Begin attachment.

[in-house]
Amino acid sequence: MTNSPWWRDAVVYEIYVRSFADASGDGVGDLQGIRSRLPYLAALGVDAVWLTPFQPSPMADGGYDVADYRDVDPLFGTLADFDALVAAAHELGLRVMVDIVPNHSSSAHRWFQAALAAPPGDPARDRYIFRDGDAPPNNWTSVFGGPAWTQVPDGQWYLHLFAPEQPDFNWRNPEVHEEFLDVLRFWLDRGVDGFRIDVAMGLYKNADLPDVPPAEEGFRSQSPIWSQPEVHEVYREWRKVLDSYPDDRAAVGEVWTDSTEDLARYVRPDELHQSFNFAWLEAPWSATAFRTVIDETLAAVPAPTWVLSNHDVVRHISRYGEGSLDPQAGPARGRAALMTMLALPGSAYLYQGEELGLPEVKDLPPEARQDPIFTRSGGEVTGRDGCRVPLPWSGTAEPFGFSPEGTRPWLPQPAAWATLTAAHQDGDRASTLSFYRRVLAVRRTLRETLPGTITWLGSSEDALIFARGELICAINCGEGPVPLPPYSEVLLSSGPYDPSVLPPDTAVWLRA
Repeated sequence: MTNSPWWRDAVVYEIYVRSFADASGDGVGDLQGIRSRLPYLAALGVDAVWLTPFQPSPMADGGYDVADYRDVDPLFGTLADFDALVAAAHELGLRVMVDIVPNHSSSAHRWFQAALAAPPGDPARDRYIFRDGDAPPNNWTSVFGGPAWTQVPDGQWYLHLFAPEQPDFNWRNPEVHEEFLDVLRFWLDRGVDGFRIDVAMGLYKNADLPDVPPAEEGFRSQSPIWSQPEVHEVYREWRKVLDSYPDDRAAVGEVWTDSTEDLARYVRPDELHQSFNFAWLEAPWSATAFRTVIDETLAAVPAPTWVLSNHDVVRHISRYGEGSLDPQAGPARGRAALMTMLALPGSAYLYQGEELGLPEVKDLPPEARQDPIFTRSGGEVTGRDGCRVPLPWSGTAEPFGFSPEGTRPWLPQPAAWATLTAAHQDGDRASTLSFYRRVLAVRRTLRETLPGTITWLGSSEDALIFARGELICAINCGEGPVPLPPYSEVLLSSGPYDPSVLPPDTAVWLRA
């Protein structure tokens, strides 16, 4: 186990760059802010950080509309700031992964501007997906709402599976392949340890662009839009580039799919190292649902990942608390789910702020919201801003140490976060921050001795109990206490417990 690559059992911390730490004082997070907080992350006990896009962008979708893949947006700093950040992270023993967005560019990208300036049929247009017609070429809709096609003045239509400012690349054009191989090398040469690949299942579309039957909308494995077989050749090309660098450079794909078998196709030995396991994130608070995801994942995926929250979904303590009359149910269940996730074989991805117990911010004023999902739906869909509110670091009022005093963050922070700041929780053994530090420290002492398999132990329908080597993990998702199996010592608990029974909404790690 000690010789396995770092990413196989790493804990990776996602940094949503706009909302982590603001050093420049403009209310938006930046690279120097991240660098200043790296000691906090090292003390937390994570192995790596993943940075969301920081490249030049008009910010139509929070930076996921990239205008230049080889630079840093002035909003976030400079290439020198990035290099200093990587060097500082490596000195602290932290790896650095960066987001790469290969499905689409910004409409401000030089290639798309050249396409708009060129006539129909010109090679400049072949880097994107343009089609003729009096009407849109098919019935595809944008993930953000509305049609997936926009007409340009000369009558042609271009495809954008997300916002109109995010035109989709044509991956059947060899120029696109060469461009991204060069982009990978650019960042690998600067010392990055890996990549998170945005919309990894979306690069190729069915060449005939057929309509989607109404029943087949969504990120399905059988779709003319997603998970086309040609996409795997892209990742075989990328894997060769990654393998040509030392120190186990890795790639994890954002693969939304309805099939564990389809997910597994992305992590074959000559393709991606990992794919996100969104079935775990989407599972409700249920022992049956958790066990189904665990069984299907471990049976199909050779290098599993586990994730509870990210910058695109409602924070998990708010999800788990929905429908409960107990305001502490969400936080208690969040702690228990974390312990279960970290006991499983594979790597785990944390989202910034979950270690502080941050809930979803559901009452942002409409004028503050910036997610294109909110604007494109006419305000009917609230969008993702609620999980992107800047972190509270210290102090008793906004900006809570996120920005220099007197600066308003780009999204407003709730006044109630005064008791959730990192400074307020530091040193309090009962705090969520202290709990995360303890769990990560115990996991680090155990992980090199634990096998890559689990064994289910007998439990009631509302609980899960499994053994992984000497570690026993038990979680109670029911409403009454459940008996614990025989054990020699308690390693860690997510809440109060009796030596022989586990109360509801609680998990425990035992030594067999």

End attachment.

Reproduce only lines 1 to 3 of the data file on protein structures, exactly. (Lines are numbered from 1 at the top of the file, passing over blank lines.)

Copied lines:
[in-house]
Amino acid sequence: MTNSPWWRDAVVYEIYVRSFADASGDGVGDLQGIRSRLPYLAALGVDAVWLTPFQPSPMADGGYDVADYRDVDPLFGTLADFDALVAAAHELGLRVMVDIVPNHSSSAHRWFQAALAAPPGDPARDRYIFRDGDAPPNNWTSVFGGPAWTQVPDGQWYLHLFAPEQPDFNWRNPEVHEEFLDVLRFWLDRGVDGFRIDVAMGLYKNADLPDVPPAEEGFRSQSPIWSQPEVHEVYREWRKVLDSYPDDRAAVGEVWTDSTEDLARYVRPDELHQSFNFAWLEAPWSATAFRTVIDETLAAVPAPTWVLSNHDVVRHISRYGEGSLDPQAGPARGRAALMTMLALPGSAYLYQGEELGLPEVKDLPPEARQDPIFTRSGGEVTGRDGCRVPLPWSGTAEPFGFSPEGTRPWLPQPAAWATLTAAHQDGDRASTLSFYRRVLAVRRTLRETLPGTITWLGSSEDALIFARGELICAINCGEGPVPLPPYSEVLLSSGPYDPSVLPPDTAVWLRA
Repeated sequence: MTNSPWWRDAVVYEIYVRSFADASGDGVGDLQGIRSRLPYLAALGVDAVWLTPFQPSPMADGGYDVADYRDVDPLFGTLADFDALVAAAHELGLRVMVDIVPNHSSSAHRWFQAALAAPPGDPARDRYIFRDGDAPPNNWTSVFGGPAWTQVPDGQWYLHLFAPEQPDFNWRNPEVHEEFLDVLRFWLDRGVDGFRIDVAMGLYKNADLPDVPPAEEGFRSQSPIWSQPEVHEVYREWRKVLDSYPDDRAAVGEVWTDSTEDLARYVRPDELHQSFNFAWLEAPWSATAFRTVIDETLAAVPAPTWVLSNHDVVRHISRYGEGSLDPQAGPARGRAALMTMLALPGSAYLYQGEELGLPEVKDLPPEARQDPIFTRSGGEVTGRDGCRVPLPWSGTAEPFGFSPEGTRPWLPQPAAWATLTAAHQDGDRASTLSFYRRVLAVRRTLRETLPGTITWLGSSEDALIFARGELICAINCGEGPVPLPPYSEVLLSSGPYDPSVLPPDTAVWLRA